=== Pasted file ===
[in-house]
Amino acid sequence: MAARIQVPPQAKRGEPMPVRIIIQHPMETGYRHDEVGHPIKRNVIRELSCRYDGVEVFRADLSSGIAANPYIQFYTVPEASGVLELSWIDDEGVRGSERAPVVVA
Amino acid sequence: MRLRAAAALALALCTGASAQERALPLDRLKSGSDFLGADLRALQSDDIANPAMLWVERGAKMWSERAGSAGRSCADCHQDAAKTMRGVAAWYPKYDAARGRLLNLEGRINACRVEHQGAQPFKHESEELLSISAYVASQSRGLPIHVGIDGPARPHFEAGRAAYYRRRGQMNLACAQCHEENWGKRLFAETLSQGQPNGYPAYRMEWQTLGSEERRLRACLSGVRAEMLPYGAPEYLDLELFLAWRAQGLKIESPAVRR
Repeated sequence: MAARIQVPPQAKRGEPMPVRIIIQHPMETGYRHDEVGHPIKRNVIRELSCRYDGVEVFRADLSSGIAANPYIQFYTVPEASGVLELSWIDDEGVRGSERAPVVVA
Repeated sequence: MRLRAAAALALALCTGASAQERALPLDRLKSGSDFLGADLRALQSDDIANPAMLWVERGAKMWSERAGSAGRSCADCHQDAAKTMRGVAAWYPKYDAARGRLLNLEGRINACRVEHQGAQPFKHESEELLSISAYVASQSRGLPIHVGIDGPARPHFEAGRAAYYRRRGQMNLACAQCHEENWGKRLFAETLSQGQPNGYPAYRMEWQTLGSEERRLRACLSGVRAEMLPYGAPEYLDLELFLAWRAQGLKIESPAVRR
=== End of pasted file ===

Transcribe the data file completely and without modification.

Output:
[in-house]
Amino acid sequence: MAARIQVPPQAKRGEPMPVRIIIQHPMETGYRHDEVGHPIKRNVIRELSCRYDGVEVFRADLSSGIAANPYIQFYTVPEASGVLELSWIDDEGVRGSERAPVVVA
Amino acid sequence: MRLRAAAALALALCTGASAQERALPLDRLKSGSDFLGADLRALQSDDIANPAMLWVERGAKMWSERAGSAGRSCADCHQDAAKTMRGVAAWYPKYDAARGRLLNLEGRINACRVEHQGAQPFKHESEELLSISAYVASQSRGLPIHVGIDGPARPHFEAGRAAYYRRRGQMNLACAQCHEENWGKRLFAETLSQGQPNGYPAYRMEWQTLGSEERRLRACLSGVRAEMLPYGAPEYLDLELFLAWRAQGLKIESPAVRR
Repeated sequence: MAARIQVPPQAKRGEPMPVRIIIQHPMETGYRHDEVGHPIKRNVIRELSCRYDGVEVFRADLSSGIAANPYIQFYTVPEASGVLELSWIDDEGVRGSERAPVVVA
Repeated sequence: MRLRAAAALALALCTGASAQERALPLDRLKSGSDFLGADLRALQSDDIANPAMLWVERGAKMWSERAGSAGRSCADCHQDAAKTMRGVAAWYPKYDAARGRLLNLEGRINACRVEHQGAQPFKHESEELLSISAYVASQSRGLPIHVGIDGPARPHFEAGRAAYYRRRGQMNLACAQCHEENWGKRLFAETLSQGQPNGYPAYRMEWQTLGSEERRLRACLSGVRAEMLPYGAPEYLDLELFLAWRAQGLKIESPAVRR